photo: Martyna Urbanek

Bedside table #63. Mariusz Urbanek: Facts are not everything

Mariusz Urbanek, writer, columnist, and author of widely read biographies, talks about a pistol duel, the myth of the Second Republic of Poland, literature that has not grown old, his fascination with the works and figure of Gałczyński, as well as his work as a biographer.

Before you started writing, you graduated from law school. Did you work in the profession?

I didn’t, not even for a moment. I am a believing, non-practising lawyer. I already knew at the end of my second year of university that this was not the profession for me. But I am a Silesian, so I finish everything I start. I finished my law degree, too. I wrote my master's thesis on the history of law, and, with minor revisions, it became my first book.

Polska jest jak obwarzanek ("Poland Is Like a Bagel") was its title.

This is the story of a particular piece of a legal act from April 1938 - "The Act for the Protection of the Name of Józef Piłsudski". The act was short, barely three points long, but it threatened anyone who insulted the memory of the First Marshal of Poland with five years in prison. There was a lot of things going on around it that I love to talk about. The whole story began with Melchior Wańkowicz denouncing docent Cywiński, who called Piłsudski a poseur. There was a lot of noise about it in the press, Stanisław Cat-Mackiewicz argued with Tadeusz Boy-Żeleński, Jan Sztaudynger and Ferdynand Goetel quarrelled at the Congress of Writers, and Wańkowicz fought a pistol duel with the philosopher and poet Paweł Chojecki. There was also a great deal of emotion during the passing of the law in parliament, and today's parliamentary polemics are like a kindergarten compared to those times. It all adds up to the so-called "social side of the story", which is what I like best. And besides, it was a story about the difficult history of an era I liked very much.

Indeed, why the Second Polish Republic?

Because in the People's Republic of Poland, in the mid-1980s, when I was finishing my studies, the Second Republic appeared to us as an Arcadia of freedom and democracy, obviously in comparison with what surrounded us in the country of the so-called socialist democracy. Later, as I delved deeper into the story, this turned out to be not quite true or even quite untrue. The year 1938 was already a very sad time, when Poland embarked on the road to authoritarianism, practised in addition by uninteresting people lacking Piłsudski's charisma. This was the time of the ghetto benches, Bereza Kartuska prison, and the imprisonment of the opposition. But when I started university, that world still seemed colourful, free, beautiful, and desirable. And then there was martial law, when we didn't really know whether that gloomy, sad time would ever end. Against this background, the Second Republic was alluring.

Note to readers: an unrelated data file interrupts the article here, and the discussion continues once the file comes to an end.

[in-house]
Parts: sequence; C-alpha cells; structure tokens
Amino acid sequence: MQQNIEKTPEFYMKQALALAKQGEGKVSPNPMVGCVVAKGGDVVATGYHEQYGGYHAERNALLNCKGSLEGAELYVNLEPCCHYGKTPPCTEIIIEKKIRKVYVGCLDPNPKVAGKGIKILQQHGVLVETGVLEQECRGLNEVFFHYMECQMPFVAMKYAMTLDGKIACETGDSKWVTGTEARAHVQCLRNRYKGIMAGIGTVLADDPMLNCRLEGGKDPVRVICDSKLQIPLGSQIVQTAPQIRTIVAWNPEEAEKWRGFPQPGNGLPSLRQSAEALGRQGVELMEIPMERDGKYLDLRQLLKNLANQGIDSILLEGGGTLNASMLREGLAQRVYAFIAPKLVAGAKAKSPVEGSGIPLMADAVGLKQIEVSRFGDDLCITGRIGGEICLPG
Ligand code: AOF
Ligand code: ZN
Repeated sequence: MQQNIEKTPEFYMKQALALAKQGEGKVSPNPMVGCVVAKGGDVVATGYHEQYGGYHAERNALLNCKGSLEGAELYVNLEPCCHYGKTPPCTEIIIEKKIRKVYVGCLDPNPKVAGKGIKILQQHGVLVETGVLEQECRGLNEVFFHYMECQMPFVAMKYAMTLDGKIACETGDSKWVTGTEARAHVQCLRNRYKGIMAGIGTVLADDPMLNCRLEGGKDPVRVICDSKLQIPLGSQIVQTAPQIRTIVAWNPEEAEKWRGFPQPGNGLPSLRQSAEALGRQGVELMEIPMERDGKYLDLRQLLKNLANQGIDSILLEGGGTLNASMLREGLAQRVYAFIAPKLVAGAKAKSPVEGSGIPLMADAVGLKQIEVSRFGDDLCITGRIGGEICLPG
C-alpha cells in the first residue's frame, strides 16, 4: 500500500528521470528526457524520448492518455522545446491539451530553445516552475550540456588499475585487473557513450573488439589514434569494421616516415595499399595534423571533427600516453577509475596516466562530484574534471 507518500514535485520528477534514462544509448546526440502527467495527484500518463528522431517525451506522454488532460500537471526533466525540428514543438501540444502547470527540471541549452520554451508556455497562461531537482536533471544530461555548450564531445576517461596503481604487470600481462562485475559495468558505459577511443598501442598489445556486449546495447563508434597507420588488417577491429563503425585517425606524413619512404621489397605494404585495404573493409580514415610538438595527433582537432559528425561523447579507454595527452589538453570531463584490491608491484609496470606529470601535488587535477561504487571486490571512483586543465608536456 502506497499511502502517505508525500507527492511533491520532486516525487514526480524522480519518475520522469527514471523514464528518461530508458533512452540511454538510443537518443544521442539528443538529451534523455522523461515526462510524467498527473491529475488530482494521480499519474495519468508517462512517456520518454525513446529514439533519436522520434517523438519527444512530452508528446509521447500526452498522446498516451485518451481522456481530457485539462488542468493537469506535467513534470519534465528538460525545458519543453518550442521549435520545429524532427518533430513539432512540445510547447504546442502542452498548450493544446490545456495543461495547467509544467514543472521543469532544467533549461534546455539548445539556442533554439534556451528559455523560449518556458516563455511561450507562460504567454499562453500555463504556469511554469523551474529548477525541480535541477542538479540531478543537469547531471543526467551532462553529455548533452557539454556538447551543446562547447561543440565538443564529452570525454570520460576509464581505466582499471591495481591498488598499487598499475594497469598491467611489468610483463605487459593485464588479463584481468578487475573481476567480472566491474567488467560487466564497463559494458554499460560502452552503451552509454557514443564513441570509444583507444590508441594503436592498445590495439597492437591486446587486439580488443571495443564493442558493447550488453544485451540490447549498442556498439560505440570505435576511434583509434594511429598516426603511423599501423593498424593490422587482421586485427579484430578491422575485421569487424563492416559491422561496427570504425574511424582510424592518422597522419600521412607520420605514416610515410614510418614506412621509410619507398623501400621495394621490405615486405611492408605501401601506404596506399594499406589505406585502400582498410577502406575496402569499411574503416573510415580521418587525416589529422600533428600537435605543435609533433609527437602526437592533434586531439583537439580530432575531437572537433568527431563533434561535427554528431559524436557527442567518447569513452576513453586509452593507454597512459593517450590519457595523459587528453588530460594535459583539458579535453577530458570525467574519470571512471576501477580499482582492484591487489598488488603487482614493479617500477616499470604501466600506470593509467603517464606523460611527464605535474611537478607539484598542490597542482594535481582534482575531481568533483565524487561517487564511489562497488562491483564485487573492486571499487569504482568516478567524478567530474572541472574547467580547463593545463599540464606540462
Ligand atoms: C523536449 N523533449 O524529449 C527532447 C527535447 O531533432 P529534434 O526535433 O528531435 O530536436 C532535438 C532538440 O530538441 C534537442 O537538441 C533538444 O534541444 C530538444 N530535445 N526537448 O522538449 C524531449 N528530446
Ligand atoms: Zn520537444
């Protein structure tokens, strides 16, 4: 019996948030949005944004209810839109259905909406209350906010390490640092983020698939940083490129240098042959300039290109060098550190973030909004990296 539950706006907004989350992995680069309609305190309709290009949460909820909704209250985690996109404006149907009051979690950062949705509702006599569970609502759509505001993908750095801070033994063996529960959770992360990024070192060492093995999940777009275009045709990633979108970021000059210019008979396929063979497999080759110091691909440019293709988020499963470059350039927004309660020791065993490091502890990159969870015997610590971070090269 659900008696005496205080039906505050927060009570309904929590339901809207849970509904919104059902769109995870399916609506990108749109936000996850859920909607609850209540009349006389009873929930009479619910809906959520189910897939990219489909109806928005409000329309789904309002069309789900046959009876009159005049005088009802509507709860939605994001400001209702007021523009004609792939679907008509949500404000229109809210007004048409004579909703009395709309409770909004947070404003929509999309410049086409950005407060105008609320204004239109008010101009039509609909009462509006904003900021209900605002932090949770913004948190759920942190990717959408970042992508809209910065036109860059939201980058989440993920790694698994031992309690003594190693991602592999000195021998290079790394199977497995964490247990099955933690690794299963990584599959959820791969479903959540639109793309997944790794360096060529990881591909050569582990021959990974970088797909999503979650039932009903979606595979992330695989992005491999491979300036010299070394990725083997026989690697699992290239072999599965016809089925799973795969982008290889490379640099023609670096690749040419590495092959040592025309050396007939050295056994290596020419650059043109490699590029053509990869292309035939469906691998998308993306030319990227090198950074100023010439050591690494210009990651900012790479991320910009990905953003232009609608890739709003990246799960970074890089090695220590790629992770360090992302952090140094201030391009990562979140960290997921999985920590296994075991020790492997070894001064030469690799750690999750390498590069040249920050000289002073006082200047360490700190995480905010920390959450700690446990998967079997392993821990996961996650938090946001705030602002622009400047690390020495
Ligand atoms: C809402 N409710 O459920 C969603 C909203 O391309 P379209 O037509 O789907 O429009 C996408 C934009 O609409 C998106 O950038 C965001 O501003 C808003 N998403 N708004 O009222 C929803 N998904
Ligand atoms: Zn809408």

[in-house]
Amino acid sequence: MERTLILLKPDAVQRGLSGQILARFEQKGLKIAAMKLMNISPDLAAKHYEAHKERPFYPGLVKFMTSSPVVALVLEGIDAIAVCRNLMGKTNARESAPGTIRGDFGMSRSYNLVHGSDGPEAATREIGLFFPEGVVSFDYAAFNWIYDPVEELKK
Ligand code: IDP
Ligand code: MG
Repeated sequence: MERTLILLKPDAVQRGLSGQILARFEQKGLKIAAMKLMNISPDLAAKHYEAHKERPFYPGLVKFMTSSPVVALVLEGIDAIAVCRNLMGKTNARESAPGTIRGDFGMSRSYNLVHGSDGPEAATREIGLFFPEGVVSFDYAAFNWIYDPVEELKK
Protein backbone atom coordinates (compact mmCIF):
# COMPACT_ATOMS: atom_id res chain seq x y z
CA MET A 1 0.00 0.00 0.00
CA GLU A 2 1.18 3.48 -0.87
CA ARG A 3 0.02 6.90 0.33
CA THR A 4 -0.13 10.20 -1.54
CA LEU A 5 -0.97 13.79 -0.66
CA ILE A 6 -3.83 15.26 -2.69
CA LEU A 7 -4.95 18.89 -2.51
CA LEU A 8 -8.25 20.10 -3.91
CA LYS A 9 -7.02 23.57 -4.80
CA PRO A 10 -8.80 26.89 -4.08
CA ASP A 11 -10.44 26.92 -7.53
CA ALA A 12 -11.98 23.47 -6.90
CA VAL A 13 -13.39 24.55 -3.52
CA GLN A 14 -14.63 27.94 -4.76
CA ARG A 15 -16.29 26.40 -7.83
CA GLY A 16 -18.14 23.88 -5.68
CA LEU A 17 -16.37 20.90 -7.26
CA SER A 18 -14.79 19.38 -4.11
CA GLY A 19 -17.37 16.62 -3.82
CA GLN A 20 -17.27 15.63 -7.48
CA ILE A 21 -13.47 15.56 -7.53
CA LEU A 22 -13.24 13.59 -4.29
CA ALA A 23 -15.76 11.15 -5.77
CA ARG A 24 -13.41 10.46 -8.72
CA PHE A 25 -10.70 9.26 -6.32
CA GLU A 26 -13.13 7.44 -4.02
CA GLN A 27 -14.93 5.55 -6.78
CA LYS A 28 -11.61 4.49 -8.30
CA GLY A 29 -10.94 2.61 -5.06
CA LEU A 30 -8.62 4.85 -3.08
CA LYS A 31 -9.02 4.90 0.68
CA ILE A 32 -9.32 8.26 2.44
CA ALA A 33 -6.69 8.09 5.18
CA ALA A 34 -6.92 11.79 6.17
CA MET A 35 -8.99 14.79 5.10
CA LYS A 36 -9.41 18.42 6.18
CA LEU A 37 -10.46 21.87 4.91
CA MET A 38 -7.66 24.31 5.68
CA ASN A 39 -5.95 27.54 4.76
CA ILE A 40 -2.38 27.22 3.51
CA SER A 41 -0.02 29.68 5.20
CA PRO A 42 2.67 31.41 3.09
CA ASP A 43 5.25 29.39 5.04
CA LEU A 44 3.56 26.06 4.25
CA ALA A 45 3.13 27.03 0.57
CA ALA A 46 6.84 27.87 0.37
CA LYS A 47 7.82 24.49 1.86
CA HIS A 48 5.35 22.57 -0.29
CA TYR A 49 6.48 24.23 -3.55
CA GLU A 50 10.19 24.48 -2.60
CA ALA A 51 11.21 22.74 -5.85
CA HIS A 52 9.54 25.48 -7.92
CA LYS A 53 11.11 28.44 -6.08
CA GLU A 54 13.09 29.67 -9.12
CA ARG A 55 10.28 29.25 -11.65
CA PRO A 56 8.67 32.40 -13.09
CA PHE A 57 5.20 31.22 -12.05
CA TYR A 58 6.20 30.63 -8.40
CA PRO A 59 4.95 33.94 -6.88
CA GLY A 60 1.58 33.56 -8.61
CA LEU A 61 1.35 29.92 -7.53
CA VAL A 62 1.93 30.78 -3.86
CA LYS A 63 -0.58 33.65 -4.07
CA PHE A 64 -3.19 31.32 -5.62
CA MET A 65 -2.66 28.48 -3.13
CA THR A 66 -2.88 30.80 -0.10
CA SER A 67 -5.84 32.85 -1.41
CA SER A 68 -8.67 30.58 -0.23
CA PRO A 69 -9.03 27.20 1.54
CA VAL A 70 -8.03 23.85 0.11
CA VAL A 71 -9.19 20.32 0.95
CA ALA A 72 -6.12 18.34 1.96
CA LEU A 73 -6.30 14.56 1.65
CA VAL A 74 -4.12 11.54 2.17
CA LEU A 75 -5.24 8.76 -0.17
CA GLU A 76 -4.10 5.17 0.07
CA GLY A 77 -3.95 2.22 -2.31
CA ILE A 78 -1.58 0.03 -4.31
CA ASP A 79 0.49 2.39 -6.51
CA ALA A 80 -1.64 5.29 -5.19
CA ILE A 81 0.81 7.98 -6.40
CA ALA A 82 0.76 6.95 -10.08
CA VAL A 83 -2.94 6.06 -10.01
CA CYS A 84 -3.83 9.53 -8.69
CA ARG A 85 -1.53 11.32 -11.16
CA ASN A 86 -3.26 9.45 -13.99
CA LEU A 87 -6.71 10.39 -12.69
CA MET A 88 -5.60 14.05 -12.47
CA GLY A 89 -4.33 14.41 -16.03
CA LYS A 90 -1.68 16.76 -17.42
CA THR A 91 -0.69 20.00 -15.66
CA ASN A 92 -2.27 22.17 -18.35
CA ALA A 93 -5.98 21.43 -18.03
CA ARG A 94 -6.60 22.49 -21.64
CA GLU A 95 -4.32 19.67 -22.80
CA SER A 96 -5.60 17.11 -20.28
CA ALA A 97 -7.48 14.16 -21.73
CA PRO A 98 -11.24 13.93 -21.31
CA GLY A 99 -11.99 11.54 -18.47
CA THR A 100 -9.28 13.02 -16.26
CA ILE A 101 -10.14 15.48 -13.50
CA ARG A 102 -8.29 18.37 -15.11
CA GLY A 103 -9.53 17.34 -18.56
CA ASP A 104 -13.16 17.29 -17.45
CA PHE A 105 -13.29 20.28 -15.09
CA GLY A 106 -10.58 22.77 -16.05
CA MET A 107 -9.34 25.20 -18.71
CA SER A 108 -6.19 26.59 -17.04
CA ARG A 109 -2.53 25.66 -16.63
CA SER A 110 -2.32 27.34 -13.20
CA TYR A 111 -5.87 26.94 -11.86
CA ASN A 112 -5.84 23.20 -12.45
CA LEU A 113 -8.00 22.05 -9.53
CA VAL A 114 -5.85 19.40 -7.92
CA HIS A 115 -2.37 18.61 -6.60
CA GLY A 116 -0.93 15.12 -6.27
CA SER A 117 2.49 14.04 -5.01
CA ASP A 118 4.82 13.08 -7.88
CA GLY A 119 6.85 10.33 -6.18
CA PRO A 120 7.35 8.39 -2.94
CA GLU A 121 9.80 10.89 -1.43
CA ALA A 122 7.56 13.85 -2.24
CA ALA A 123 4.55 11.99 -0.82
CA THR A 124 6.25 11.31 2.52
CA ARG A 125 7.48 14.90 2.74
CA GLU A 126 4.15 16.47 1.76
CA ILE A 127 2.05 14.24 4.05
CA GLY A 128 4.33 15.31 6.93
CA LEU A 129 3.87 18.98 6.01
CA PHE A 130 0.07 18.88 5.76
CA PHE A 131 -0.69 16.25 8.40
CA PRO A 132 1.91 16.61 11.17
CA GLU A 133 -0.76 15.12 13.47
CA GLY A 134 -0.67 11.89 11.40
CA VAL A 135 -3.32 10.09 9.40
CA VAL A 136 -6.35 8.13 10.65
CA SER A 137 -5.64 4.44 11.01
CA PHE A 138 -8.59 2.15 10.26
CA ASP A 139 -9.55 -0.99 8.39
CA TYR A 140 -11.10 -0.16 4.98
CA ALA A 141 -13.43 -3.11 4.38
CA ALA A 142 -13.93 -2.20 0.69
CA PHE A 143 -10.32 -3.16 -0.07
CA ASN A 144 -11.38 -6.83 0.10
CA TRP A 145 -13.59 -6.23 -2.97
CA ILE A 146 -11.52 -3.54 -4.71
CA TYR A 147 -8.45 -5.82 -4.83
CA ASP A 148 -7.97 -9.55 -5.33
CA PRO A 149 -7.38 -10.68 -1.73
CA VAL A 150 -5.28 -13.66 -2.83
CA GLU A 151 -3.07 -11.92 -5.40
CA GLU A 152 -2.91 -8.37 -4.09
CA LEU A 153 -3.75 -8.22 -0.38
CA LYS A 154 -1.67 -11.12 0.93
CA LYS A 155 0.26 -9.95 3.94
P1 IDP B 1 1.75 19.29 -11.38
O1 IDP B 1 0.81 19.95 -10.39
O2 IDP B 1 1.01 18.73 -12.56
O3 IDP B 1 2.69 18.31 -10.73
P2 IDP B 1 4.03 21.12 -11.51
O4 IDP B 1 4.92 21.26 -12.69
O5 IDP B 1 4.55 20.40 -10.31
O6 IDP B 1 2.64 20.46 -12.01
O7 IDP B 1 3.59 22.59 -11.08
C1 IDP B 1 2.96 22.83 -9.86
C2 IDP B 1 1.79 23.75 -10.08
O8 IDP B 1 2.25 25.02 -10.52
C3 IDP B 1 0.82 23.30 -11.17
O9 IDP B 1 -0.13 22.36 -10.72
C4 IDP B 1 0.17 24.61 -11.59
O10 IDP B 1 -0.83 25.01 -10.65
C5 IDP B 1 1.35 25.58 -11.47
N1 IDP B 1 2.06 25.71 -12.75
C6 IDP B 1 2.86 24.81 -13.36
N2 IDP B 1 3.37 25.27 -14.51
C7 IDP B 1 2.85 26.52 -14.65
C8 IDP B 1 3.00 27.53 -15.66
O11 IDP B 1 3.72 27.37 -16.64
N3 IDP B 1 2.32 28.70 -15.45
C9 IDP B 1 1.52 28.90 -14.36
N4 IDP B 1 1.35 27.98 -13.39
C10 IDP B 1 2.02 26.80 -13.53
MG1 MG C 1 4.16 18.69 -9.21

This was difficult to predict in 1983 or 1984.

We idealised that era to such an extent that even reading critical books about Marshal Piłsudski could not spoil it. We were, of course, familiar with the books of Professor Andrzej Garlicki, an excellent historian who did not, after all, glorify that time. But we only took from these readings what suited us. The same was true of the books on Piłsudski published in exile by Władysław Pobóg-Malinowski, which at the time could only be read in London or underground publications. But without this fascination and without the first book I would not have written the biography of General Bolesław Wieniawa-Długoszowski, because it was while working on that act that I got heavily into reading about Piłsudski, and I saw that there was this fantastic, colourful figure next to him who was given a dark legend.  And after Wieniawa came a fascination with the creative circles of the Second Republic.

With special admiration for Galczynski.